5 Ways you may Unwittingly Violate a Protective Order

If you’ve become the subject of a protective order, it is absolutely essential that you fully understand and abide by the rules set out within the order. Violating a protective order can carry heavy sentences, and it may be easier than you think. Here are some important things to watch out for if you’re now involved in a protective order:

  • Communicating with someone in the petitioner’s household or family

It’s recommended to avoid speaking with people close to the petitioner if at all possible. If your communication could be considered aggressive or harassing, they can use your communication to make a case that you violated the protective order. This includes if the petitioner were to try and contact you first; even if they want to talk to you, you are not allowed to respond to them.

  • Communicating through someone else to the petitioner, or their family

Communicating through a third party does not eliminate the restrictions of the order. Similar restrictions apply as with communicating to them directly. If your actions could be seen as harassment or aggressive, the petitioner can make a case that you violated the protective order.

  • Possessing a firearm

Anyone served a protective order cannot be in possession of a firearm, regardless of whether or not they have a license. This is important to keep in mind, as regardless of what license you have, you are no longer allowed to possess a firearm. This is a standard rule in protective orders, so remember to separate yourself from your firearms.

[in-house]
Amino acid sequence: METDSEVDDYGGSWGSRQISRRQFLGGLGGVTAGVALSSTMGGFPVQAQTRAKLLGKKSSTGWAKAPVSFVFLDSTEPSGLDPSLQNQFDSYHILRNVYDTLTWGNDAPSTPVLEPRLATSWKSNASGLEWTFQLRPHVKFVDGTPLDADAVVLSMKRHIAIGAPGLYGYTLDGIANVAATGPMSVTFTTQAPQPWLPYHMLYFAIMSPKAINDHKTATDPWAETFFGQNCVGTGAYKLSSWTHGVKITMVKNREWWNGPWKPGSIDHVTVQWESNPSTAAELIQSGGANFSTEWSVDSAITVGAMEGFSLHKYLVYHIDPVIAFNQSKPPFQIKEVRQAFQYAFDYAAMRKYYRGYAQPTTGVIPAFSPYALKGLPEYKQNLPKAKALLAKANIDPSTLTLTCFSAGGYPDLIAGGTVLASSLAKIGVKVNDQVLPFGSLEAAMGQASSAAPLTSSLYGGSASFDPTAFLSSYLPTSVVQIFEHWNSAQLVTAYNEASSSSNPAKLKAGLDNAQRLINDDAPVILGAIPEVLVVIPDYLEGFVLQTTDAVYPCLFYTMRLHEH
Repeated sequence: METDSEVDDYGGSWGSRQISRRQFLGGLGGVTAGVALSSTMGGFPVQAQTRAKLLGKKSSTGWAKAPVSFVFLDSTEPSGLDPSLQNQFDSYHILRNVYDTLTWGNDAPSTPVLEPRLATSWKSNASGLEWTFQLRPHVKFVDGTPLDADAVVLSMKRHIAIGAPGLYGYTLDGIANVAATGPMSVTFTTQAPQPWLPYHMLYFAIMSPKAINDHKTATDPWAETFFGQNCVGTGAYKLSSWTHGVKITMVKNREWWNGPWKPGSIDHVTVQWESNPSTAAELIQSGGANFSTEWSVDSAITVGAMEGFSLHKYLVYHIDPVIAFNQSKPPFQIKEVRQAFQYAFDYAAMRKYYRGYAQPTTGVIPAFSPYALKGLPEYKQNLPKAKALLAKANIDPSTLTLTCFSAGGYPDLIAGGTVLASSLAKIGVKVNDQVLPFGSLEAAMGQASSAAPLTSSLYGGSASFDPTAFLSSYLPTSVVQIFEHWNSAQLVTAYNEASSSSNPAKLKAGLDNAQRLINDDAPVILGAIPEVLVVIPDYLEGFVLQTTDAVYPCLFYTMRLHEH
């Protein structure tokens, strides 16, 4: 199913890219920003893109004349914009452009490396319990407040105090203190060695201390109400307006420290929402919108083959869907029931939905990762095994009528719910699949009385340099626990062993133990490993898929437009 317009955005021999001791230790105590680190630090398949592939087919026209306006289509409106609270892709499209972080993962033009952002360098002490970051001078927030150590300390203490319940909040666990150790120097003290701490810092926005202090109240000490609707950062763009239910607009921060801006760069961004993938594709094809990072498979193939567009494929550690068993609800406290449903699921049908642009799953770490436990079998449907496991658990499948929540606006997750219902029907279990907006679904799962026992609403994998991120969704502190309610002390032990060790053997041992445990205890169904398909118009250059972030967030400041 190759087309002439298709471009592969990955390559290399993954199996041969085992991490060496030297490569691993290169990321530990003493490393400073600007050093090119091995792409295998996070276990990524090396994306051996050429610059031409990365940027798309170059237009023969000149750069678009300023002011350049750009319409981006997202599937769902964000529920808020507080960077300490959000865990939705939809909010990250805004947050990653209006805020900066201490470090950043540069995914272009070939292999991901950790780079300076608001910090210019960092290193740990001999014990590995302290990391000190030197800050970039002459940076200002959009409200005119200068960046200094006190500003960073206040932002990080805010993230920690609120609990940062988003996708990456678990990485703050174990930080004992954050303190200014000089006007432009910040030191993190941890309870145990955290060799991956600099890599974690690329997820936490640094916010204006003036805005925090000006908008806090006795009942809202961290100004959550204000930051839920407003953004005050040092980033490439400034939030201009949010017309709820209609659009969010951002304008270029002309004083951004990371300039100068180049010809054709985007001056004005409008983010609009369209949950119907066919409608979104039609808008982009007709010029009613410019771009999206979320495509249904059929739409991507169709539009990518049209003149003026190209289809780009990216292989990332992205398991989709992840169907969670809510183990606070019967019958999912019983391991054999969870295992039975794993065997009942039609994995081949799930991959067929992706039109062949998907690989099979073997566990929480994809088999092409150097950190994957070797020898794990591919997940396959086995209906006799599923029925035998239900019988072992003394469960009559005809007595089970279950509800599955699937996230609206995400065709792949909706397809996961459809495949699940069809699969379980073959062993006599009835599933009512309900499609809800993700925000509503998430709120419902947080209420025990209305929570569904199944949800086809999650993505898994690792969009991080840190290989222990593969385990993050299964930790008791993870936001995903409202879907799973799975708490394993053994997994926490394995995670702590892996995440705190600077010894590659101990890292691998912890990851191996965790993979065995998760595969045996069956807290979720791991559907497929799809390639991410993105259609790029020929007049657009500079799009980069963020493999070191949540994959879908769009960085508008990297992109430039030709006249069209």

• Contact with the petitioner’s pets

Any action which is seen as interfering with the care or wellbeing of the petitioner’s pets is considered an aggressive act, violating your order. You may have already been ordered to separate from the home where the pets reside, so going there may pose further issues.

  • Knowingly going to certain areas

In this case, you are not breaking your protective order if you were to find yourself in the same area as the petitioner, as long as you did not knowingly go there to see them. For example, if you were grocery shopping and the petitioner was also shopping at the same store, as long as you did not go to the store with the intent of seeing them, you are not violating your protective order. If the argument is made that you did intentionally meet them, they must prove that you did so knowingly. However, if it is clear that you intentionally went to an area that was disallowed in the order, or made contact with the petitioner, you are in violation of your protection order.

Get help with your protection order

If you’ve been served a protection order, Attorney Charles A. Banker, III has the decades of experience necessary to guide you through the legal process. Defend yourself and ensure you have the representation you need by giving us a call today at (713) 227-4100 to schedule a free consultation.

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The Law Offices of Charles A. Banker, III

Our firm’s founder, Charles A. Banker III, has been a solo criminal defense practitioner with offices in Houston and McAllen, TX for over 30 years. He understands what it means to work independently in today’s hyperconnected world, but he also knows that sometimes you need to lean on others.

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